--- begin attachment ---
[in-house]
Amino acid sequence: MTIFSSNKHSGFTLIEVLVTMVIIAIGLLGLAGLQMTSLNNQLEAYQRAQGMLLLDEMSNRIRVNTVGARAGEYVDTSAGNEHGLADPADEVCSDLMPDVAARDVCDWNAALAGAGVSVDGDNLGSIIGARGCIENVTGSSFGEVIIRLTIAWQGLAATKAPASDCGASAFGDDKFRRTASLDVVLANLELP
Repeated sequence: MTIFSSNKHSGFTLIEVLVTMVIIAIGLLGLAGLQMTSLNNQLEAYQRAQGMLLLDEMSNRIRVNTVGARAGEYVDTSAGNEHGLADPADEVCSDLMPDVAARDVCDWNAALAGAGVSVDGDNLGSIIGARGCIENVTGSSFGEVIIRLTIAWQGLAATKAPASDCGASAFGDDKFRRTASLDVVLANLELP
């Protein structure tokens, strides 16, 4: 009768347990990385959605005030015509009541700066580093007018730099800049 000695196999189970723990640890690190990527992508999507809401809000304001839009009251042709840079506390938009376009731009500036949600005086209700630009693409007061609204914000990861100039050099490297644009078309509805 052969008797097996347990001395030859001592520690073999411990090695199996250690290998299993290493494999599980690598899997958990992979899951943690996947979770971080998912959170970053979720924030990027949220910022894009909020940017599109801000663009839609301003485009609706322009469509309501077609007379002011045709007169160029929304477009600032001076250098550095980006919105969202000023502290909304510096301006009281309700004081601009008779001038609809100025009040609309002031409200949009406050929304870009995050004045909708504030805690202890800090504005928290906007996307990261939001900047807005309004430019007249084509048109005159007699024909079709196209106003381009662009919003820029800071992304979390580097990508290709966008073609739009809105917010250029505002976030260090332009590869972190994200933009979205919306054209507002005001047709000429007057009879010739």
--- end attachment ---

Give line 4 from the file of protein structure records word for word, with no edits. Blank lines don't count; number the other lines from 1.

């Protein structure tokens, strides 16, 4: 009768347990990385959605005030015509009541700066580093007018730099800049 000695196999189970723990640890690190990527992508999507809401809000304001839009009251042709840079506390938009376009731009500036949600005086209700630009693409007061609204914000990861100039050099490297644009078309509805 052969008797097996347990001395030859001592520690073999411990090695199996250690290998299993290493494999599980690598899997958990992979899951943690996947979770971080998912959170970053979720924030990027949220910022894009909020940017599109801000663009839609301003485009609706322009469509309501077609007379002011045709007169160029929304477009600032001076250098550095980006919105969202000023502290909304510096301006009281309700004081601009008779001038609809100025009040609309002031409200949009406050929304870009995050004045909708504030805690202890800090504005928290906007996307990261939001900047807005309004430019007249084509048109005159007699024909079709196209106003381009662009919003820029800071992304979390580097990508290709966008073609739009809105917010250029505002976030260090332009590869972190994200933009979205919306054209507002005001047709000429007057009879010739």